Before they took the stage, I had practically no clue what the Manchester Orchestra sound was. I vividly remember seeing Foxing and Tigers Jaw — two of my favorites — announced as openers for this tour, hitting stages I never even dreamed they’d reach when I was 16. Yet, by Manchester Orchestra’s moniker, I assumed they were a plain-Jane indie outfit. I could not have been more wrong.

After I was knocked on my ass by Manchester Orchestra’s performance, the brilliance in their choice of tour-mates hit me like a truck.

Foxing’s elaborate compositions and powerful presence set the mood at the Fillmore in Detroit. They’re a band that is really hard to ignore just by the sheer force of their music, and even though the stage was far larger than any I’d seen them play on, frontman Conor Murphy demanded attention with his soaring vocals and occasional trumpeting. The beautiful band even did us the service of playing a brand new song off their forthcoming record, which showed promise.

Next came indie rock outfit Tigers Jaw. Fresh off the release of their album spin this year, the band played a surprisingly lengthy set, full of new songs with a sprinkling of classics. Singles like “Guardian” and “June” from this year’s release still hold up as some of the most solid of the year, while “The Sun” and “Chemicals” have remained staples in their sets for a while now. Truthfully, I think everyone on this planet should be seeing and hearing Tigers Jaw, and their performance last Wednesday only reaffirmed my devotion. Their mix of an emo sensibility and commercial accessibility of wonderfully composed indie punk rock make them all too easy to fall in love with.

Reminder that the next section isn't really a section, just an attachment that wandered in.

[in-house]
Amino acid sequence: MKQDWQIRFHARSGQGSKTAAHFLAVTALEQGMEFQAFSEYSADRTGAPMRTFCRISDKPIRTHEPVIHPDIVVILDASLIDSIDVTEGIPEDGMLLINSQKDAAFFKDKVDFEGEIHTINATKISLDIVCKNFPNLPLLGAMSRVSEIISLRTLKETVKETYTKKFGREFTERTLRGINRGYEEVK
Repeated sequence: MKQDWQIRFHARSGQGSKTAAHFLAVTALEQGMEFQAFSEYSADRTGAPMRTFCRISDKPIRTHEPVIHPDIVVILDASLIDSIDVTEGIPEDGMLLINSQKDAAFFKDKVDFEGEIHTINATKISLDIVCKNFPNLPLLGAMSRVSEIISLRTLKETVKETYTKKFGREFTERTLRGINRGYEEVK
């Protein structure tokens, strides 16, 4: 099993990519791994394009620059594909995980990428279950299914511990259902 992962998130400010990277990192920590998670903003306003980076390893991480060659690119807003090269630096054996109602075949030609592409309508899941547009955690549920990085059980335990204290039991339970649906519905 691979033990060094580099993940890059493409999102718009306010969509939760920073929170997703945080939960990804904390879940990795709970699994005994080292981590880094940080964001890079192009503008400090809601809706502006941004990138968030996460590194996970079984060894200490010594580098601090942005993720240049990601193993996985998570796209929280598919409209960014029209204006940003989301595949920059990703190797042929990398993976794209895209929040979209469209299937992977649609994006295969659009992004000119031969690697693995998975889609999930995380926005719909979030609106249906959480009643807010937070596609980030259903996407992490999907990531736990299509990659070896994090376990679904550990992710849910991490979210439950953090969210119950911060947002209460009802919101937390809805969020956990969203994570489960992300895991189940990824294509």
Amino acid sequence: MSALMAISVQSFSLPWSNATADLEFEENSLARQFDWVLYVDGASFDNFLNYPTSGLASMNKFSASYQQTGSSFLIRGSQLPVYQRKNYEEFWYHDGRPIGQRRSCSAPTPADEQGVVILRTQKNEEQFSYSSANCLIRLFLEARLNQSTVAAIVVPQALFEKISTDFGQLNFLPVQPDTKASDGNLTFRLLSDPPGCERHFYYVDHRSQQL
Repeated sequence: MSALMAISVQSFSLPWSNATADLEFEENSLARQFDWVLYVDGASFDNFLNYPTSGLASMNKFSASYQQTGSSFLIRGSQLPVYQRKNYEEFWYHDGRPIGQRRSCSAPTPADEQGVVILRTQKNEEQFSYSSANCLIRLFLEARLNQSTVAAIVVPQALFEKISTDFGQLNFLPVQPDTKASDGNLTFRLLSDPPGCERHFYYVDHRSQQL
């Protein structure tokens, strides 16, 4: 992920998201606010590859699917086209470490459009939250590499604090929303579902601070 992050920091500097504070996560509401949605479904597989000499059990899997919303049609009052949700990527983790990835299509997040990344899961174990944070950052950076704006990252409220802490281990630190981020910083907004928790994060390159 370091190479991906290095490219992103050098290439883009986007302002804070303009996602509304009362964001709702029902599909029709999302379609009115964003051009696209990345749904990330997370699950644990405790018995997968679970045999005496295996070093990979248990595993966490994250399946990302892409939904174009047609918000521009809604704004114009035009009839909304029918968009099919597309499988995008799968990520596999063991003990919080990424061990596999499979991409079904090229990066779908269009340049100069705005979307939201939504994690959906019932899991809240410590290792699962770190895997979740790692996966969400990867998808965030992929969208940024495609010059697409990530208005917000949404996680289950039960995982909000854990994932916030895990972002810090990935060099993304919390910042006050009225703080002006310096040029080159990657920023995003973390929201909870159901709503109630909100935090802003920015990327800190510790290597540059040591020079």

Manchester Orchestra proceeded to rip through a 17 track set, each new song pulling myself and the crowd into a deeper understanding of their gorgeous music — a vast, diverse hybridization of intimacy and raucousness. After frontman Andy Hull started passionately screaming on the chorus of the fourth song “Shake It Out,” I was hooked.

Touring in support of 2017’s atmospheric, moody release A Black Mile To The Surface, new material composed a little under half of their set. They sprinkled in crowd pleasers like “I’ve Got Friends” and “The River,” producing mirrored passion in a crowd that yelled every word back at the band — passion indicative of a typical emo and punk show. It dawned on me, suddenly, that Manchester Orchestra is an emo band, despite their indie associations.

It was on this basis, this foundation of talent, that Manchester Orchestra and their tour mates succeeded in moving an entire room of people (those smart enough to have ended up at the Fillmore, instead of the poor souls down the street watching America’s favorite panderer of mediocre folk pop, Ed Sheeran). By perfecting their loud-soft dynamic, Hull and company crashed wave after wave of emotion down on the crowd with the help of vocals ranging from tender croons to piercing yells, booming riffs and elegant piano melodies. The sheer versatility of the band’s musicianship is as incredible a spectacle to see as it is to hear. In the span of an hour, Manchester Orchestra turned me from a bastard hipster showing up for the lesser known openers into a rabid fan, an accomplishment as rare as a solar eclipse.

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